I first experienced Don't Hug Me I'm Scared in the same fashion that I'm sure many others have; through a friend who's quite comfortable with condemning their entire social circle to weeks of sleepless nights. This particular friend was a university roommate, who decided to pop the web series' first episode onto our living room TV one evening without context.
The initial reactions were, naturally, mild bemusement and bewilderment, before quickly transitioning into nervous laughter, until a collective sense of primordial discomfort cast a permanent shadow over the entire atmosphere. The laughter continued for a short while once the credits had rolled, but when all was said and done, it was the show's existential horror that lingered in our minds as we dispersed to our separate bedrooms that night.
If you haven't watched Don't Hug Me I'm Scared, I'm not sure I'd recommend doing so, but let's just say that the show masterfully plays with our perception of something deeply unsettling percolating behind the surface of live action children's TV, especially when puppets are involved.
Its invocation of that tonal disconnect has stayed with me ever since, and so when the Bugsnax reveal trailer first appeared during the PS5 showcase, depicting muppet-like creatures seemingly malforming themselves by gorging on living fast food critters (all to the backdrop of a catchy Kero Kero Bonito tune, no less), you could say I was suspicious of what I was looking at.
I wasn't the only one. Plenty of onlookers theorized that what appeared to be a bright and breezy getaway to Snacktooth Island would actually turn out to be a sinister horror game in disguise. Young Horses at the time denied this, though studio co-founder Philip Tibitoski did tease that there was indeed "something a little bit deeper behind" the game's surface.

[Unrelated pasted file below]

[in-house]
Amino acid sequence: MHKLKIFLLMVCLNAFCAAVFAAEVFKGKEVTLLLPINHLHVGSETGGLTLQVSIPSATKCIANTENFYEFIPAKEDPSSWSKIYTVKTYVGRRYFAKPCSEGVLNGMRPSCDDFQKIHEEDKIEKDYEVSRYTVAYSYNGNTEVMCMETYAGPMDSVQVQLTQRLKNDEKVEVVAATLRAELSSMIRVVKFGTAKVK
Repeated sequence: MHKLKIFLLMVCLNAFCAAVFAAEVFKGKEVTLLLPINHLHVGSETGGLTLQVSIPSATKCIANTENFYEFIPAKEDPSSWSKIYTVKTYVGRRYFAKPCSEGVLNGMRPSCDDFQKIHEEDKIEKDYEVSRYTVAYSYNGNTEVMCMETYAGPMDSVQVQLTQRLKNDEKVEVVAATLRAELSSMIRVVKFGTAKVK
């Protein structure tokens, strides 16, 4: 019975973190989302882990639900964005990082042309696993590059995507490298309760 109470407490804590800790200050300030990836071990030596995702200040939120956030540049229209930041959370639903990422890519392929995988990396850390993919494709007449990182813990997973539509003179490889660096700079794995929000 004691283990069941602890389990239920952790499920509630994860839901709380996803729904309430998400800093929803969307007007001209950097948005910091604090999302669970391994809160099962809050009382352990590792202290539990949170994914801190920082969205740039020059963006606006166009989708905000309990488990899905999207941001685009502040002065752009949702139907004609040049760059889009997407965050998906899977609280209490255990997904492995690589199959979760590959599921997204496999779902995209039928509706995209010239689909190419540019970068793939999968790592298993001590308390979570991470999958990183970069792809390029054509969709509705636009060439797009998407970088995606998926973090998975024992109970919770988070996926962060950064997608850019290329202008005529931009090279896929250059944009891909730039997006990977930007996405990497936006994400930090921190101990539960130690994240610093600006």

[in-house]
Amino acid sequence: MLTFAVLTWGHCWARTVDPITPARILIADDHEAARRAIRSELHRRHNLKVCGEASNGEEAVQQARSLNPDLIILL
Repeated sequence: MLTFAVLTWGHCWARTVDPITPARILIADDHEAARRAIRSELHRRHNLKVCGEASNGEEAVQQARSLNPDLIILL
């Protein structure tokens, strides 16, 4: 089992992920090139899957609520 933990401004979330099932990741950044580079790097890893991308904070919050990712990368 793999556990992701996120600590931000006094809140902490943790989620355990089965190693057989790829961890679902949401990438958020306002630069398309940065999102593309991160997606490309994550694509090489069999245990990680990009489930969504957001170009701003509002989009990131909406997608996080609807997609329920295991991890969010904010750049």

Now that it's finally here, however, it turns out that Bugsnax really is, at face value, a game about catching bugsnax. There's no jump scares. No harrowing chase sequences. Not even a single drop of blood. And yet, despite it all, Bugsnax somehow manages to be just as unnerving as many of us were predicting.
What happens on Snacktooth Island…
Bugsnax channels the same dark chaos energy as the Saturday morning shows that were supposed to entertain you as a child, but instead left you scarred for life. Thomas the Tank Engine, Mr. Blobby, Pinky and Perky… you know the ones.
While everything seems bright and dandy at a surface level throughout your time on Snacktooth Island, a palpable stink of dread wafts in the background of all your interactions with its residents. It's rumoured that one of the Grumpus' is a cannibal. Another will continually take photos of you behind your back.
Though they present themselves as mostly polite and civil in conversation, trying to integrate with this commune made me feel like Florence Pugh amidst the Hårga – only this time it seemed I was more likely to become their next snack of choice than the annual May Queen.
The music doesn't help, either, with Bugsnax's synth-pop soundtrack warping its otherwise lethargic melodies with gnarled distortion effects. It's just one more piece of evidence to suggest that, for all its paradisiacal qualities, Snacktooth Island is one long psychoactive trip that could turn foul at any minute.
Bugsnax's story mirrors its dual tones of light and dark, too, at least to an extent. As you continue to feed the Grumpus' – slowly transforming their limbs, faces, and eventually entire bodies into manifestations of their diet – you can't but wonder whether these titular bugsnax are causing more harm than good, changing the very essence of who they are.
Of course, without going into spoilers, Bugsnax's ending does indeed offer a revelation to that central mystery, but it's almost too on-the-nose to satisfy our suspicions about this strange, off-kilter world. Instead, the journey to that climax, and its undercurrent of Lynchian surrealism, remains far more effective at getting under the skin than the bombshell reveal itself.
I thus left Snacktooth Island still unsure about what I had seen, and wondering whether I had only really scratched the surface of its true nature. Like all great horror, it's fear of the unknown that proves the strongest drug.
I still don't know whether the unsettling body horror and ambiguous unease of Bugsnax was an intentional design choice on Young Horses' part, but the studio certainly achieved it either way. Either that, or I should probably speak to a psychologist about my fear of puppets.